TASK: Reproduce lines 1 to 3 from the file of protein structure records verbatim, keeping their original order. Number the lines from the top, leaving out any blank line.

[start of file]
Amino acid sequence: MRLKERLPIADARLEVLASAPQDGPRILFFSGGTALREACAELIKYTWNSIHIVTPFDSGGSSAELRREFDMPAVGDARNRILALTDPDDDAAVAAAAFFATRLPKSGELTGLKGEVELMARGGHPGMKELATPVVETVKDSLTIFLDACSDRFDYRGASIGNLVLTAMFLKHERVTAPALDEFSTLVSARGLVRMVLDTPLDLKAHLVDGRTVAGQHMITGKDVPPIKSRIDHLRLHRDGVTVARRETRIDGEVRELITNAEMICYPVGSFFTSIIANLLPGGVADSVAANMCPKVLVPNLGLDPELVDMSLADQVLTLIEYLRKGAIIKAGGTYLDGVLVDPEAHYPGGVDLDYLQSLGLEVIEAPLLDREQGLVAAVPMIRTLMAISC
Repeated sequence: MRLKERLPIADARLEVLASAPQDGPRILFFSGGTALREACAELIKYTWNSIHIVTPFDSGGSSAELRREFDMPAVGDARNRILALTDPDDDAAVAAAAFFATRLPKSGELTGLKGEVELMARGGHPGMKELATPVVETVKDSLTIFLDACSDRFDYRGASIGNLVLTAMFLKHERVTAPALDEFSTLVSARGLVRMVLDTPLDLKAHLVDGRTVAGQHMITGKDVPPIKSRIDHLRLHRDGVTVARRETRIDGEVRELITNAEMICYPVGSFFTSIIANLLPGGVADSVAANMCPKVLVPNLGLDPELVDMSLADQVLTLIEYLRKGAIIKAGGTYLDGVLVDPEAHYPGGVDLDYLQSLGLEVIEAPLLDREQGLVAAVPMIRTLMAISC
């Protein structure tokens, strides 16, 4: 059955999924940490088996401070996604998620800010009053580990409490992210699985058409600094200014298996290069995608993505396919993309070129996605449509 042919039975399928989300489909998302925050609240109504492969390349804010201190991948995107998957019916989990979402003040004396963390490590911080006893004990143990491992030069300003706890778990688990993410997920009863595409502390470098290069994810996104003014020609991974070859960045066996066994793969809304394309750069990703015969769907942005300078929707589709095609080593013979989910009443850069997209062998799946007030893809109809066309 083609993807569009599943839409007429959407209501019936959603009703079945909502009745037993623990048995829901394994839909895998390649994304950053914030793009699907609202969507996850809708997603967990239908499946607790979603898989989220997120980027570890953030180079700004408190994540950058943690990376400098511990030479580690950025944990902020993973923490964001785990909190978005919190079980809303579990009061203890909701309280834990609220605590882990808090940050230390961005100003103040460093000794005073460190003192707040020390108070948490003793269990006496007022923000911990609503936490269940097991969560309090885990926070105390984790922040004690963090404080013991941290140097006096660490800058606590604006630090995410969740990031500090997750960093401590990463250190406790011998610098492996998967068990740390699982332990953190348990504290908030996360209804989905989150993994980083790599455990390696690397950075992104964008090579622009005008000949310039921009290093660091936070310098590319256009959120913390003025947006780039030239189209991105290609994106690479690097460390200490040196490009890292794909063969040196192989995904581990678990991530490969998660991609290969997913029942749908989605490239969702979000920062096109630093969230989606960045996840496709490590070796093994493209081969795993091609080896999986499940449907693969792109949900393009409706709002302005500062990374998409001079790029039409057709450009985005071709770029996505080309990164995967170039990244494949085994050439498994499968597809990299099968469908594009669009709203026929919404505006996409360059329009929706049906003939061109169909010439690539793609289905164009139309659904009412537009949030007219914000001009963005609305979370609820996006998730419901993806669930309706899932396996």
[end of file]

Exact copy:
Amino acid sequence: MRLKERLPIADARLEVLASAPQDGPRILFFSGGTALREACAELIKYTWNSIHIVTPFDSGGSSAELRREFDMPAVGDARNRILALTDPDDDAAVAAAAFFATRLPKSGELTGLKGEVELMARGGHPGMKELATPVVETVKDSLTIFLDACSDRFDYRGASIGNLVLTAMFLKHERVTAPALDEFSTLVSARGLVRMVLDTPLDLKAHLVDGRTVAGQHMITGKDVPPIKSRIDHLRLHRDGVTVARRETRIDGEVRELITNAEMICYPVGSFFTSIIANLLPGGVADSVAANMCPKVLVPNLGLDPELVDMSLADQVLTLIEYLRKGAIIKAGGTYLDGVLVDPEAHYPGGVDLDYLQSLGLEVIEAPLLDREQGLVAAVPMIRTLMAISC
Repeated sequence: MRLKERLPIADARLEVLASAPQDGPRILFFSGGTALREACAELIKYTWNSIHIVTPFDSGGSSAELRREFDMPAVGDARNRILALTDPDDDAAVAAAAFFATRLPKSGELTGLKGEVELMARGGHPGMKELATPVVETVKDSLTIFLDACSDRFDYRGASIGNLVLTAMFLKHERVTAPALDEFSTLVSARGLVRMVLDTPLDLKAHLVDGRTVAGQHMITGKDVPPIKSRIDHLRLHRDGVTVARRETRIDGEVRELITNAEMICYPVGSFFTSIIANLLPGGVADSVAANMCPKVLVPNLGLDPELVDMSLADQVLTLIEYLRKGAIIKAGGTYLDGVLVDPEAHYPGGVDLDYLQSLGLEVIEAPLLDREQGLVAAVPMIRTLMAISC
């Protein structure tokens, strides 16, 4: 059955999924940490088996401070996604998620800010009053580990409490992210699985058409600094200014298996290069995608993505396919993309070129996605449509 042919039975399928989300489909998302925050609240109504492969390349804010201190991948995107998957019916989990979402003040004396963390490590911080006893004990143990491992030069300003706890778990688990993410997920009863595409502390470098290069994810996104003014020609991974070859960045066996066994793969809304394309750069990703015969769907942005300078929707589709095609080593013979989910009443850069997209062998799946007030893809109809066309 083609993807569009599943839409007429959407209501019936959603009703079945909502009745037993623990048995829901394994839909895998390649994304950053914030793009699907609202969507996850809708997603967990239908499946607790979603898989989220997120980027570890953030180079700004408190994540950058943690990376400098511990030479580690950025944990902020993973923490964001785990909190978005919190079980809303579990009061203890909701309280834990609220605590882990808090940050230390961005100003103040460093000794005073460190003192707040020390108070948490003793269990006496007022923000911990609503936490269940097991969560309090885990926070105390984790922040004690963090404080013991941290140097006096660490800058606590604006630090995410969740990031500090997750960093401590990463250190406790011998610098492996998967068990740390699982332990953190348990504290908030996360209804989905989150993994980083790599455990390696690397950075992104964008090579622009005008000949310039921009290093660091936070310098590319256009959120913390003025947006780039030239189209991105290609994106690479690097460390200490040196490009890292794909063969040196192989995904581990678990991530490969998660991609290969997913029942749908989605490239969702979000920062096109630093969230989606960045996840496709490590070796093994493209081969795993091609080896999986499940449907693969792109949900393009409706709002302005500062990374998409001079790029039409057709450009985005071709770029996505080309990164995967170039990244494949085994050439498994499968597809990299099968469908594009669009709203026929919404505006996409360059329009929706049906003939061109169909010439690539793609289905164009139309659904009412537009949030007219914000001009963005609305979370609820996006998730419901993806669930309706899932396996």